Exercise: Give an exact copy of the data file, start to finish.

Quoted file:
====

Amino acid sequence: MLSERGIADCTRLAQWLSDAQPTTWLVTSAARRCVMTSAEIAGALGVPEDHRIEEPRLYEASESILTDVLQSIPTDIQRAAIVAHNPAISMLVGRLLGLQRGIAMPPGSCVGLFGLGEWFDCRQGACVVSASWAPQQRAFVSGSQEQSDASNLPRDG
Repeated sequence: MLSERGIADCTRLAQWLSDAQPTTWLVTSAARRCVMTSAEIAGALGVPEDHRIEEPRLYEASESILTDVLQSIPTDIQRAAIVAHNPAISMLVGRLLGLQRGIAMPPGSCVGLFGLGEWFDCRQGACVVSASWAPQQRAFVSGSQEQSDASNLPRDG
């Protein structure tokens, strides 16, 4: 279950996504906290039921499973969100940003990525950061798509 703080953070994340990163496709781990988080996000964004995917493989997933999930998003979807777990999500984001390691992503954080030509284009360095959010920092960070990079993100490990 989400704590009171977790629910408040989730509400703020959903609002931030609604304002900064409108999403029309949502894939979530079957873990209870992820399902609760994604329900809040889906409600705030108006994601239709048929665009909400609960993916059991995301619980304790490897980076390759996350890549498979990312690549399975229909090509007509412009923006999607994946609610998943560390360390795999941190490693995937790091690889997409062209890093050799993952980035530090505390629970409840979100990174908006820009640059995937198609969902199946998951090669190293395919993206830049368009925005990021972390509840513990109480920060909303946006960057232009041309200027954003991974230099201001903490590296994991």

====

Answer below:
Amino acid sequence: MLSERGIADCTRLAQWLSDAQPTTWLVTSAARRCVMTSAEIAGALGVPEDHRIEEPRLYEASESILTDVLQSIPTDIQRAAIVAHNPAISMLVGRLLGLQRGIAMPPGSCVGLFGLGEWFDCRQGACVVSASWAPQQRAFVSGSQEQSDASNLPRDG
Repeated sequence: MLSERGIADCTRLAQWLSDAQPTTWLVTSAARRCVMTSAEIAGALGVPEDHRIEEPRLYEASESILTDVLQSIPTDIQRAAIVAHNPAISMLVGRLLGLQRGIAMPPGSCVGLFGLGEWFDCRQGACVVSASWAPQQRAFVSGSQEQSDASNLPRDG
């Protein structure tokens, strides 16, 4: 279950996504906290039921499973969100940003990525950061798509 703080953070994340990163496709781990988080996000964004995917493989997933999930998003979807777990999500984001390691992503954080030509284009360095959010920092960070990079993100490990 989400704590009171977790629910408040989730509400703020959903609002931030609604304002900064409108999403029309949502894939979530079957873990209870992820399902609760994604329900809040889906409600705030108006994601239709048929665009909400609960993916059991995301619980304790490897980076390759996350890549498979990312690549399975229909090509007509412009923006999607994946609610998943560390360390795999941190490693995937790091690889997409062209890093050799993952980035530090505390629970409840979100990174908006820009640059995937198609969902199946998951090669190293395919993206830049368009925005990021972390509840513990109480920060909303946006960057232009041309200027954003991974230099201001903490590296994991």